Electric cargo bike biz EAV has adapted one of its light electric vehicles to assist Ford Motor Company’s electric scooter arm – Spin – with its fleet management.
Currently in production, the adapted vehicles will first be deployed in Essex in the weeks to come as part of a trial that will be expanded alongside Spin and Basildon Council over the summer.
The adapted EAV 2Cubed vehicle is a four wheel electric cargo bike that has had its storage tailored to be well suited to battery replenishment and rebalancing of on street scooter fleets. The vehicle is permitted to travel both on the road and in cycle lanes as it falls within the legislation governing electric bikes.
Other iterations of the firm’s work have been trialled with supermarkets like Asda as part of a drive to improve last mile delivery efficiency. Such vehicles have been demonstrated to offer a compelling urban efficiency and even cost saving versus traditional vehicles.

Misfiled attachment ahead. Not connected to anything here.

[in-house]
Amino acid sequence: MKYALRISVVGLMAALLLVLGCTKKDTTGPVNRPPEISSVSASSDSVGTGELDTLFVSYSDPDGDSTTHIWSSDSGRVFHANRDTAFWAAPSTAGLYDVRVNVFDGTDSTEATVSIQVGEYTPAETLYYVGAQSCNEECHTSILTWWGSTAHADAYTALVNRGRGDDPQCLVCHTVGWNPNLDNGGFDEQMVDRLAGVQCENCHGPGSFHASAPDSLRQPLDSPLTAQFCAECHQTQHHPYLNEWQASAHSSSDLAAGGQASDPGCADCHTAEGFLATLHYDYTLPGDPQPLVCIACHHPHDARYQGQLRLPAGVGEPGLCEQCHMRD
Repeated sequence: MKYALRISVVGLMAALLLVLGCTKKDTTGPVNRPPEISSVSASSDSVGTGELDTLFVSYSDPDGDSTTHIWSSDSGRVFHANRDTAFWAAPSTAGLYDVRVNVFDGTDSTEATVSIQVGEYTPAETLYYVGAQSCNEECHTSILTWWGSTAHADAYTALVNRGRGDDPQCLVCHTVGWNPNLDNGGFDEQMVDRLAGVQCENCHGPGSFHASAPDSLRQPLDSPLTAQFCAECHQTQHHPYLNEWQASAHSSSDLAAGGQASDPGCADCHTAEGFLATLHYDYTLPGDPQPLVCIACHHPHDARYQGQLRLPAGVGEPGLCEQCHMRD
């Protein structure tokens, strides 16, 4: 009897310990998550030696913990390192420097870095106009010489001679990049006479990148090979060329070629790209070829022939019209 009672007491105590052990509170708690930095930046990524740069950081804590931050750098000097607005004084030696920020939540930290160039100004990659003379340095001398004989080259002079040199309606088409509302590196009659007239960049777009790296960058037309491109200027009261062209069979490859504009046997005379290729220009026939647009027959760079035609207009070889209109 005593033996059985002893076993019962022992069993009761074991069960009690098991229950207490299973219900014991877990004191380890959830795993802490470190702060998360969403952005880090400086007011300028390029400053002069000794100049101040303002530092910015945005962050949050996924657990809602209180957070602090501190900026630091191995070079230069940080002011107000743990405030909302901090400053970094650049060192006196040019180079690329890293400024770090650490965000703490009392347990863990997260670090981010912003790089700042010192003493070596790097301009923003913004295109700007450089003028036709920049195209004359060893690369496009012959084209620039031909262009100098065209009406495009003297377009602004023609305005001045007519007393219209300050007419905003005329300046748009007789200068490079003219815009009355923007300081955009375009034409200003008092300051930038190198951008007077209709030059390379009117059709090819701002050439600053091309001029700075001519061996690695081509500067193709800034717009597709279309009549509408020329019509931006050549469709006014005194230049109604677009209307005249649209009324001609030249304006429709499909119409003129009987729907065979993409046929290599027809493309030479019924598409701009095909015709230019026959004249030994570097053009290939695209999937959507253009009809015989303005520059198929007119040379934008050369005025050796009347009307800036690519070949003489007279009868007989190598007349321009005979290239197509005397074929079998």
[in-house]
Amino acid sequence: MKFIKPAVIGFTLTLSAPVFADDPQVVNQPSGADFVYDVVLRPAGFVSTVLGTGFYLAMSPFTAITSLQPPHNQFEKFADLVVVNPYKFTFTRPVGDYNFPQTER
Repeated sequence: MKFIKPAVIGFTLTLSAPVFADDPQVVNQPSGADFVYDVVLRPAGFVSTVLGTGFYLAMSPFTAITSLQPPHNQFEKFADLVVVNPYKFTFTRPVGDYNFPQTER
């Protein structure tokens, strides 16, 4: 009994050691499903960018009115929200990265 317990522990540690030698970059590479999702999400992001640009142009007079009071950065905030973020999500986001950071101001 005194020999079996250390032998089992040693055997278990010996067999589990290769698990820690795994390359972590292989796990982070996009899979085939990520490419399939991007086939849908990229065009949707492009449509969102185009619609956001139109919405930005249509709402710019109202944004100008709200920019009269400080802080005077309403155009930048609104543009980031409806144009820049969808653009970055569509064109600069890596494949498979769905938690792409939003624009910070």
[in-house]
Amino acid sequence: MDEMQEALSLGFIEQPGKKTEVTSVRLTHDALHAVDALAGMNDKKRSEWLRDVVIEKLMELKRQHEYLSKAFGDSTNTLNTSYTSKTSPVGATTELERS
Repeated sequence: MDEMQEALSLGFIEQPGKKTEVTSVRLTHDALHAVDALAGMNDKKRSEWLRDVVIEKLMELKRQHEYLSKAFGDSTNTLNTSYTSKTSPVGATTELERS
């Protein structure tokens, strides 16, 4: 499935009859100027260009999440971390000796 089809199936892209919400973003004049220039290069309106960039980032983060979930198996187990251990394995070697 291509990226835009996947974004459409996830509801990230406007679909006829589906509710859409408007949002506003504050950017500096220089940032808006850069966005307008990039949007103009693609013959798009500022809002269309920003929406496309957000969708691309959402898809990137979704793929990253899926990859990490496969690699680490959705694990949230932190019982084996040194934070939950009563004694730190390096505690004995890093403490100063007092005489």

Anthony Jackson, UK General Manager at Spin said: “We needed it to be able to carry spare batteries, tools, replacement parts and have space to recover or swap out our e-scooters. It had to be zero emissions, lightweight, easy to operate and as environmentally focused as possible. We’ve known EAV for some time and the 2Cubed was the logical choice, we just needed EAV to convert the rear pod for our specific purpose and that’s exactly what they’ve done with the 2Charge.”
“At the heart of EAV, we’re a product design, development and production company and this challenge from Ford and Spin fitted our capabilities perfectly,” added Barmby. “The whole EAV2Cubed concept is designed down from a van, not up from a bike and that also applies to the rear box. We’re essentially an ultra-lightweight van so we were able to adapt the load space to Spin’s exact requirements. We see this project as supporting e-scooters and other forms of micro-mobility as it’s a future we both need and really believe in.”
Among other notable examples in the bike biz, logistics firm DHL is now putting cargo bikes to use in Europe, while back in the UK InterCity RailFreight has been able to expand its same-day delivery services with the help of electric cargo bikes linked to its rail hubs.